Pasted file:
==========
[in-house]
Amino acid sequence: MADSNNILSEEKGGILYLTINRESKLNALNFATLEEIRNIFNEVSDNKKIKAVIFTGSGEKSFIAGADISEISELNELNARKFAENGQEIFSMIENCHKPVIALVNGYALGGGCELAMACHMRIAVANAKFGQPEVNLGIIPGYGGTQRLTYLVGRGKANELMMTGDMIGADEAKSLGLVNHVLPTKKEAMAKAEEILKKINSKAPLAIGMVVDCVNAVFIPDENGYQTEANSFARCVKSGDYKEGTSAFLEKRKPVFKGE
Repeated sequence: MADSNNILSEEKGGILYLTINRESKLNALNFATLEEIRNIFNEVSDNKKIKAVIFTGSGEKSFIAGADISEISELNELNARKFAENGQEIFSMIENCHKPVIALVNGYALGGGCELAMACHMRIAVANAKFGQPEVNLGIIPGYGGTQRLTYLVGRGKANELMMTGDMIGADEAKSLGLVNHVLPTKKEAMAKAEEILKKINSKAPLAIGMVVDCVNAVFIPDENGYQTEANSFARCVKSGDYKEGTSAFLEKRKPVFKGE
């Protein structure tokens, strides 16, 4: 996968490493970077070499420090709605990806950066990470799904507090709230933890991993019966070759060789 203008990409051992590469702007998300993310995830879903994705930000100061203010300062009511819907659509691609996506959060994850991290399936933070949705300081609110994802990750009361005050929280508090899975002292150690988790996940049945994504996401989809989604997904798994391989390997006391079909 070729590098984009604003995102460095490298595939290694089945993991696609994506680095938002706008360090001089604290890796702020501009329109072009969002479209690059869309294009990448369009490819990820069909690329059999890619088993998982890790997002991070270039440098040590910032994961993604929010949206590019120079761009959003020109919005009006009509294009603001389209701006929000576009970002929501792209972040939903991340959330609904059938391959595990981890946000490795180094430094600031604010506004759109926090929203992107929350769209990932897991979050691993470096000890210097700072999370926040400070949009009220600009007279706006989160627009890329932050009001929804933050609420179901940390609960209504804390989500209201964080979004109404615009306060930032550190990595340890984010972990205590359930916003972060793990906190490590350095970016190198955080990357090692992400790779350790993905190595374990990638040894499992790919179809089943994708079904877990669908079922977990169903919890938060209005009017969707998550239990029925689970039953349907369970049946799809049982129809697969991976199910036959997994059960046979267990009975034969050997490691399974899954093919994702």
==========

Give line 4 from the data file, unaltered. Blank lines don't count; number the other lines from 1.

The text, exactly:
């Protein structure tokens, strides 16, 4: 996968490493970077070499420090709605990806950066990470799904507090709230933890991993019966070759060789 203008990409051992590469702007998300993310995830879903994705930000100061203010300062009511819907659509691609996506959060994850991290399936933070949705300081609110994802990750009361005050929280508090899975002292150690988790996940049945994504996401989809989604997904798994391989390997006391079909 070729590098984009604003995102460095490298595939290694089945993991696609994506680095938002706008360090001089604290890796702020501009329109072009969002479209690059869309294009990448369009490819990820069909690329059999890619088993998982890790997002991070270039440098040590910032994961993604929010949206590019120079761009959003020109919005009006009509294009603001389209701006929000576009970002929501792209972040939903991340959330609904059938391959595990981890946000490795180094430094600031604010506004759109926090929203992107929350769209990932897991979050691993470096000890210097700072999370926040400070949009009220600009007279706006989160627009890329932050009001929804933050609420179901940390609960209504804390989500209201964080979004109404615009306060930032550190990595340890984010972990205590359930916003972060793990906190490590350095970016190198955080990357090692992400790779350790993905190595374990990638040894499992790919179809089943994708079904877990669908079922977990169903919890938060209005009017969707998550239990029925689970039953349907369970049946799809049982129809697969991976199910036959997994059960046979267990009975034969050997490691399974899954093919994702």